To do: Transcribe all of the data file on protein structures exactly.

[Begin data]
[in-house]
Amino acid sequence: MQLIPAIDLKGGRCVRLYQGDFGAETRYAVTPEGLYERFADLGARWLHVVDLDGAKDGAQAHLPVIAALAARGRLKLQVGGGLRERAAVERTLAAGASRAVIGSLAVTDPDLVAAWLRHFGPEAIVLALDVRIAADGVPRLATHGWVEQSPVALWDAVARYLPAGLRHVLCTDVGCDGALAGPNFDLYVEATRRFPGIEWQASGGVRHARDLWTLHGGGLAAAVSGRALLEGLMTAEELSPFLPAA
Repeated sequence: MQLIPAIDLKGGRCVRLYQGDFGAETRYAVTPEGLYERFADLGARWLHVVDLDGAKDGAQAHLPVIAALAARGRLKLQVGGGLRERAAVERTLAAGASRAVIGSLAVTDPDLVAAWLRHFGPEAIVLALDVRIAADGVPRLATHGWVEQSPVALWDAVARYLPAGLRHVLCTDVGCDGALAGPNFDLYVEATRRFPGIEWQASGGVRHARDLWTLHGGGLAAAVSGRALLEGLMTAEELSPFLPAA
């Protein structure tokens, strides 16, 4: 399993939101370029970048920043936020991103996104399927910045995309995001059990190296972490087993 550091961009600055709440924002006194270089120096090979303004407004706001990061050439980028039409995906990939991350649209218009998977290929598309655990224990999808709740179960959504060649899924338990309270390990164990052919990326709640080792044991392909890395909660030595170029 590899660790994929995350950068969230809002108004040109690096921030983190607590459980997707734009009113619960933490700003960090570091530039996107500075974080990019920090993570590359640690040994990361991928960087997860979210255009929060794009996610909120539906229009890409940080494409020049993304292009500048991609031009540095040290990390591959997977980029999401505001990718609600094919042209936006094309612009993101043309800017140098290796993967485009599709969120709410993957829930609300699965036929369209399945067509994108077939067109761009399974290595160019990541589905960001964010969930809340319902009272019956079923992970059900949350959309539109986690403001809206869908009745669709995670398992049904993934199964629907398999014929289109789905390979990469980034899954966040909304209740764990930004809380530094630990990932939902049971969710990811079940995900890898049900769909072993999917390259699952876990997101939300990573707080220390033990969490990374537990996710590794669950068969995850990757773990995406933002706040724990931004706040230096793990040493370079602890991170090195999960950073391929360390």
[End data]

[in-house]
Amino acid sequence: MQLIPAIDLKGGRCVRLYQGDFGAETRYAVTPEGLYERFADLGARWLHVVDLDGAKDGAQAHLPVIAALAARGRLKLQVGGGLRERAAVERTLAAGASRAVIGSLAVTDPDLVAAWLRHFGPEAIVLALDVRIAADGVPRLATHGWVEQSPVALWDAVARYLPAGLRHVLCTDVGCDGALAGPNFDLYVEATRRFPGIEWQASGGVRHARDLWTLHGGGLAAAVSGRALLEGLMTAEELSPFLPAA
Repeated sequence: MQLIPAIDLKGGRCVRLYQGDFGAETRYAVTPEGLYERFADLGARWLHVVDLDGAKDGAQAHLPVIAALAARGRLKLQVGGGLRERAAVERTLAAGASRAVIGSLAVTDPDLVAAWLRHFGPEAIVLALDVRIAADGVPRLATHGWVEQSPVALWDAVARYLPAGLRHVLCTDVGCDGALAGPNFDLYVEATRRFPGIEWQASGGVRHARDLWTLHGGGLAAAVSGRALLEGLMTAEELSPFLPAA
């Protein structure tokens, strides 16, 4: 399993939101370029970048920043936020991103996104399927910045995309995001059990190296972490087993 550091961009600055709440924002006194270089120096090979303004407004706001990061050439980028039409995906990939991350649209218009998977290929598309655990224990999808709740179960959504060649899924338990309270390990164990052919990326709640080792044991392909890395909660030595170029 590899660790994929995350950068969230809002108004040109690096921030983190607590459980997707734009009113619960933490700003960090570091530039996107500075974080990019920090993570590359640690040994990361991928960087997860979210255009929060794009996610909120539906229009890409940080494409020049993304292009500048991609031009540095040290990390591959997977980029999401505001990718609600094919042209936006094309612009993101043309800017140098290796993967485009599709969120709410993957829930609300699965036929369209399945067509994108077939067109761009399974290595160019990541589905960001964010969930809340319902009272019956079923992970059900949350959309539109986690403001809206869908009745669709995670398992049904993934199964629907398999014929289109789905390979990469980034899954966040909304209740764990930004809380530094630990990932939902049971969710990811079940995900890898049900769909072993999917390259699952876990997101939300990573707080220390033990969490990374537990996710590794669950068969995850990757773990995406933002706040724990931004706040230096793990040493370079602890991170090195999960950073391929360390």